Lee’s research and teaching focuses on the social determinants and consequences of population health and health disparities, with a particular focus on race/ethnicity, poverty and stress. Her recent work examines the impact of family member incarceration on the health and social well-being of family members (not incarcerated), the association between discrimination and mental and physical health, socioeconomic causes and consequences of obesity in childhood and adolescence, and using social media data (e.g., twitter) for demographic, health and sociological research.
In the News
Provides new estimates of spatial and racial/ethnic variation in children’s lifetime risks of child welfare system involvement, as well as relative risks of these events. Discusses In the U.S., state-level investigation risks ranged from 14% to 63%, confirmed maltreatment risks from 3% to 27%, foster care placement risks from 2% to 18%, and risks of parental rights termination from 0% to 8%, with great racial/ethnic variation in all of these.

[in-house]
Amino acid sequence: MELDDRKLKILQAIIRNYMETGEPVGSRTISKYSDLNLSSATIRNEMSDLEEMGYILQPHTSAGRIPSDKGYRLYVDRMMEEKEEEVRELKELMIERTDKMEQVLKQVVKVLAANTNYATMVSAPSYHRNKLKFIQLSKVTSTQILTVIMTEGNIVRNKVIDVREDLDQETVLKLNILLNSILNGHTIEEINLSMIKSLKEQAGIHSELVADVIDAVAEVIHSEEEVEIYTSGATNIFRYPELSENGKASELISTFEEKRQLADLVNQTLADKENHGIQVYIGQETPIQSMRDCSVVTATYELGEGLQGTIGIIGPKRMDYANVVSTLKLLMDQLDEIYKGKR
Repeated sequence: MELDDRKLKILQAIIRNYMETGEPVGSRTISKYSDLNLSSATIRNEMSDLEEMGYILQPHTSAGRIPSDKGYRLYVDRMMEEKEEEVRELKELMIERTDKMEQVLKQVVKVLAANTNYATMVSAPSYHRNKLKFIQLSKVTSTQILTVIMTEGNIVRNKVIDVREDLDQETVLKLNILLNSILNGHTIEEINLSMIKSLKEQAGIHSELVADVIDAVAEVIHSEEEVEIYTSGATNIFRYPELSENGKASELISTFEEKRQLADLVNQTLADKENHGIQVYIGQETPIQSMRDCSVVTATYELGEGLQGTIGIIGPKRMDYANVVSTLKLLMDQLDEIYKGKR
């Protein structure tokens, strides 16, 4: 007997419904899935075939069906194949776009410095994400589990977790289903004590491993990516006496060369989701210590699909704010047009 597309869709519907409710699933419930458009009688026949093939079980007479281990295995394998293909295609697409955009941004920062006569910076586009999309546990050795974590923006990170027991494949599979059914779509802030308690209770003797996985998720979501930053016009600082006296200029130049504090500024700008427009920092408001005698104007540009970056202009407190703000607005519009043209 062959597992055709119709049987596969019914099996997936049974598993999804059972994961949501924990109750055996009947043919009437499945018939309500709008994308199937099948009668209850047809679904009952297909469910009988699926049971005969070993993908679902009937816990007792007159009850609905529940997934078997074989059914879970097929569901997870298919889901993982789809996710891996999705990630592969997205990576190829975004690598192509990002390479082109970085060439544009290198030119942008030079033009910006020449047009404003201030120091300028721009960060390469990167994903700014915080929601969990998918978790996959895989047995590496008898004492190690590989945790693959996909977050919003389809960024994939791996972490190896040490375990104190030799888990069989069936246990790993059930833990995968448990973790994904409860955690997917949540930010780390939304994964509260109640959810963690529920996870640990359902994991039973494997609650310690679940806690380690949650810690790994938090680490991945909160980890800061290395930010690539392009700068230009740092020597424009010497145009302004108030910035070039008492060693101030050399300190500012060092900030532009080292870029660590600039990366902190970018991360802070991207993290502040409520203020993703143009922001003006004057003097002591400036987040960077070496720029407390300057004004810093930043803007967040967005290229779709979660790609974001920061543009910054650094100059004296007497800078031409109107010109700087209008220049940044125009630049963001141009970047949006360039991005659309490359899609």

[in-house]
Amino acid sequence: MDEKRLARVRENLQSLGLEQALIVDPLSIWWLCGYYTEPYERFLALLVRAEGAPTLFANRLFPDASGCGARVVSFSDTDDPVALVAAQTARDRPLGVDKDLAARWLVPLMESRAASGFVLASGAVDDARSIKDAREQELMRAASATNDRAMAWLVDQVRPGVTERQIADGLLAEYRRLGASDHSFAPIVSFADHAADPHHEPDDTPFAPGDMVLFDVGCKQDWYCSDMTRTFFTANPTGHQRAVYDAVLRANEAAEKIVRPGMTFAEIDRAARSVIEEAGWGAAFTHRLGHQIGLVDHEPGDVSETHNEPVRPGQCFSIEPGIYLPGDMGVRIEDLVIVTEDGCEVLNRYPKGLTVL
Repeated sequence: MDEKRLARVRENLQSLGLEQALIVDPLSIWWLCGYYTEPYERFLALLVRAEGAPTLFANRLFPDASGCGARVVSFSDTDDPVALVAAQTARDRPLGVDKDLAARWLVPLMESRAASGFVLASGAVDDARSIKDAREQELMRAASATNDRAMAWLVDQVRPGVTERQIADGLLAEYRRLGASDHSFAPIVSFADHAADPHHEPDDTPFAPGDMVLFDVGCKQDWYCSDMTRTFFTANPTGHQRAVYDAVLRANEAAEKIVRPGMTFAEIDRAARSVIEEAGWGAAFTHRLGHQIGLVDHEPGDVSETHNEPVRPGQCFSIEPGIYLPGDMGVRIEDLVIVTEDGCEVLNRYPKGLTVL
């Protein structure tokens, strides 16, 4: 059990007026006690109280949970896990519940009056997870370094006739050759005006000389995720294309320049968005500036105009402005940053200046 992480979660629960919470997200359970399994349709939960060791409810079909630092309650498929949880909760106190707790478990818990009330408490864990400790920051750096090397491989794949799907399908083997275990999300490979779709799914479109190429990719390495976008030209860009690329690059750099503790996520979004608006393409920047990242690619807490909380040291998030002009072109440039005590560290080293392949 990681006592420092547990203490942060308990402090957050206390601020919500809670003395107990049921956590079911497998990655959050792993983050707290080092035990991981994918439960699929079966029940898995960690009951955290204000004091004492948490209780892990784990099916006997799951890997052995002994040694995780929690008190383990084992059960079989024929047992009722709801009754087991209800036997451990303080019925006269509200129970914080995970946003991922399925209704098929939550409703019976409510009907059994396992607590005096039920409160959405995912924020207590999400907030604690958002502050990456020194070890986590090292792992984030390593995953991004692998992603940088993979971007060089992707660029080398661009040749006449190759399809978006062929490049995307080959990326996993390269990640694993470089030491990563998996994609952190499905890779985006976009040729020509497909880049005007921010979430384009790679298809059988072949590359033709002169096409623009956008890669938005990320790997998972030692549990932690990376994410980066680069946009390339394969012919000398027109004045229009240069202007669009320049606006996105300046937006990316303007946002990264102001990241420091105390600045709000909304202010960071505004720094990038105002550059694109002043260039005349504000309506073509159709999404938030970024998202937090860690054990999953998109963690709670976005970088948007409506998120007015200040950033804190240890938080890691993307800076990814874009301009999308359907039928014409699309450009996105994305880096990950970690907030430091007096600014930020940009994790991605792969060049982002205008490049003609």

Examines the notion of “vigilance” or the psychological burden of racism on health inequalities. Proposes that, in addition to the measureable risks that stem from structural racism (poor neighborhood quality, mass incarceration, high unemployment), there is a toxicity stemming from the stigma of non-White racial group membership that is driving health inequalities.
Argues that that with high rates of connectedness to prisoners and the vast racial inequality in them, it is likely that mass imprisonment has fundamentally reshaped inequality not only for the adult men for whom imprisonment has become common, but also for their friends and families.